DEWEY — Public education policy and reform continue to dominate the conversation in the race for state House District 10, as Democratic Kevin Stacy and Republican Judd Strom participated in a forum Tuesday night at Dewey High School.


The forum was presented by the Dewey and Copan chapters of FFA, moderated by Dewey FFA President Kaylee Rolph and Copan FFA President Cooper Donaho.


Few items related to public education policy in Oklahoma were distinguishable between Stacy and Strom, as the candidates agreed on most topics. Both are opposed to school voucher programs that take public tax dollars away from public schools and instead allow those dollars to be used for private education.


“I believe that every parent has the right to choose where their child goes to school, I want to be clear about that,” Stacy said. “But if we are going to do vouchers, then we have to be able to put the funding in to do that. I don’t want to take away from the current funding for education.”


Strom agreed, saying he is against vouchers that would take away funding from public education.


“Money that the state takes in for public education should go to public education,” he said. “If we ever have surplus dollars where we could create another program to add to vouchers, that would be wonderful.”


The candidates also agreed that school district consolidation to save money is not something for the state legislature to mandate. It should be up to each local district to make that decision for themselves.


Stacy is the former superintendent of Oklahoma Union Public Schools. He said Oklahoma Union was a consolidated school district, and it was the best decision that was made for rural Nowata County communities.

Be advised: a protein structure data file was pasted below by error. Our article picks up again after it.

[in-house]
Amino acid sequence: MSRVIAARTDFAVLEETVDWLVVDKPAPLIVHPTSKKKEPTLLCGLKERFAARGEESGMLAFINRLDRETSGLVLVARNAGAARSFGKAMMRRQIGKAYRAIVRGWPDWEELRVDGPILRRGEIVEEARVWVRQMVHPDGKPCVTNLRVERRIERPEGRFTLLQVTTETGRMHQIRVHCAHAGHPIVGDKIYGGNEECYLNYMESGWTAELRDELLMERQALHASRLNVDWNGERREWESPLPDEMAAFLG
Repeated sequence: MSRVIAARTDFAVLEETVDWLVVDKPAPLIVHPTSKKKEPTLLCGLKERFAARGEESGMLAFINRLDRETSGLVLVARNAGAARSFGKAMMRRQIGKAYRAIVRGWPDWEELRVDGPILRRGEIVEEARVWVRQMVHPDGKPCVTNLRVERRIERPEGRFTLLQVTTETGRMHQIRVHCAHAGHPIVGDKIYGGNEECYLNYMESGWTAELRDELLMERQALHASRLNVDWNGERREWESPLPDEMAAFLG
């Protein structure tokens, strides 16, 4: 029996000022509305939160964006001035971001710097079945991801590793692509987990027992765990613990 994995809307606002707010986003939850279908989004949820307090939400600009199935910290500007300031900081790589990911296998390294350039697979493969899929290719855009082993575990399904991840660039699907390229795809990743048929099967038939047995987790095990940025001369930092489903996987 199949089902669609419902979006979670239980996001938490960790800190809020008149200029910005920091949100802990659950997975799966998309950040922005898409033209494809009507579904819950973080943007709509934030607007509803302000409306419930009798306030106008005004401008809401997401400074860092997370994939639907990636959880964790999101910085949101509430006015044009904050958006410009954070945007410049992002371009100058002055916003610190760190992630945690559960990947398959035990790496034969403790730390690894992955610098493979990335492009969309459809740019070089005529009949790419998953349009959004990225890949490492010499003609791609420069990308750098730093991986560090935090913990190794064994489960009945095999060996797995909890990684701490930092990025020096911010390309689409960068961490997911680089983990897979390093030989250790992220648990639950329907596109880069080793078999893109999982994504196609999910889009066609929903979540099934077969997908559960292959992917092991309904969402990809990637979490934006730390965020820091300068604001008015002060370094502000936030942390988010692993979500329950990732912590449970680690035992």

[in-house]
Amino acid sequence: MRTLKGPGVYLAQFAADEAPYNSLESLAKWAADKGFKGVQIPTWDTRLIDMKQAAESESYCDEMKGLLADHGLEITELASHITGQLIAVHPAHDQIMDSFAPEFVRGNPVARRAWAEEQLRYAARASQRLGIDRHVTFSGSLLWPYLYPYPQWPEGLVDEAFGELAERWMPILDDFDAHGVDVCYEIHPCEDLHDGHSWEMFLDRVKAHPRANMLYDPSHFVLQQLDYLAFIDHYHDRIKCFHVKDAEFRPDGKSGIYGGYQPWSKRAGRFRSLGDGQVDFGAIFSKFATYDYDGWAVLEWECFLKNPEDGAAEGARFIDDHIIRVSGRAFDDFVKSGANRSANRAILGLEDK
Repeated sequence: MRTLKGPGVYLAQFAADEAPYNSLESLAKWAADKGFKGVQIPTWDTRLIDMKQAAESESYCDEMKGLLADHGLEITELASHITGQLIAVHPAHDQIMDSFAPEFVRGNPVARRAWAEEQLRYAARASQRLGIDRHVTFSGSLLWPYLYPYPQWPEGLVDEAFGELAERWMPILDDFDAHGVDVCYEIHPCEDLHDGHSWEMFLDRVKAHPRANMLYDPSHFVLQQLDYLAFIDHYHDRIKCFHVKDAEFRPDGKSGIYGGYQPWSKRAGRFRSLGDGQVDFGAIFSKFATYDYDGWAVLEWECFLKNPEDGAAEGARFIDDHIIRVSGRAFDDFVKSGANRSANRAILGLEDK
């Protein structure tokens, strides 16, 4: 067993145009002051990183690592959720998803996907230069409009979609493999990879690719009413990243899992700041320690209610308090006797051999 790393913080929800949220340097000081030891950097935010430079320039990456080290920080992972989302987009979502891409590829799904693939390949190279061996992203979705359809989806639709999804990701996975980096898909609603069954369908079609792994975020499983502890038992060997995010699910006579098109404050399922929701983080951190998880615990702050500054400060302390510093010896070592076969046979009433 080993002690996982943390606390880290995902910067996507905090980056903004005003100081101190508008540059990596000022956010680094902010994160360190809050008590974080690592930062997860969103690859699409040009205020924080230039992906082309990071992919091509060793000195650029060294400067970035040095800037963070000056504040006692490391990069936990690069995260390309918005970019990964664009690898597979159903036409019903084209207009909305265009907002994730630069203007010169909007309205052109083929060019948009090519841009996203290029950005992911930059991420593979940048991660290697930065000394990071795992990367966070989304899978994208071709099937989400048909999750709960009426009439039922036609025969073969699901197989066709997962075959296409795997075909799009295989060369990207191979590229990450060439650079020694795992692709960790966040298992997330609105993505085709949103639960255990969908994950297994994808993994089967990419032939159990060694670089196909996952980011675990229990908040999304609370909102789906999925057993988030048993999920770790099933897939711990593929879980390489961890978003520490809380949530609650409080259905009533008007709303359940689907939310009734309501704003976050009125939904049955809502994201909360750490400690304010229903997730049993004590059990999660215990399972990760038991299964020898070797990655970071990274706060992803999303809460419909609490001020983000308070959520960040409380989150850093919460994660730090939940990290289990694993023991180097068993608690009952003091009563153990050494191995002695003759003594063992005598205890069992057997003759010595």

“But that’s just it. It was a great decision, but it was a local decision,” Stacy said.


Strom said he is a product of Bowring Public School, and he supports keeping local schools independent.


“If our school in Bowring was closed, or consolidated with another district, it would kill that town,” Strom said. “So what may work in some areas as far as consolidation is concerned, would not work in others. It should be up to the local districts, not something that is mandated from Oklahoma City.”


Only one question was asked during Tuesday’s forum that dealt with an issue outside of public education. The moderators asked the candidates how the state is going to increase revenue for general appropriations.


Stacy said Oklahoma’s economy “lives and dies” with the price of oil. He said he would like to see reforms given to tax credits and rebates for corporations, especially in the wind industry.


“If we give them a dollar and only get a dollar back, that is a waste of money. We should get $1.50 back in return,” Stacy said. “There are ways that you can increase available funding by evaluating those tax rebate programs and eliminate some of them that are not a benefit to Oklahoma.”


Strom said that although Oklahoma is dependent on the oil and gas industry, the state must diversify the economy, but that won’t happen if other items, like having low educational attainment in the state, is not corrected as well.


“Continuing to diversify the economy is key and while we are in the good times with oil and gas prices, we need to invest in our future,” Strom said. “We should be using surplus revenue to increase funding to programs, like education, to make Oklahoma an attractive place for business.”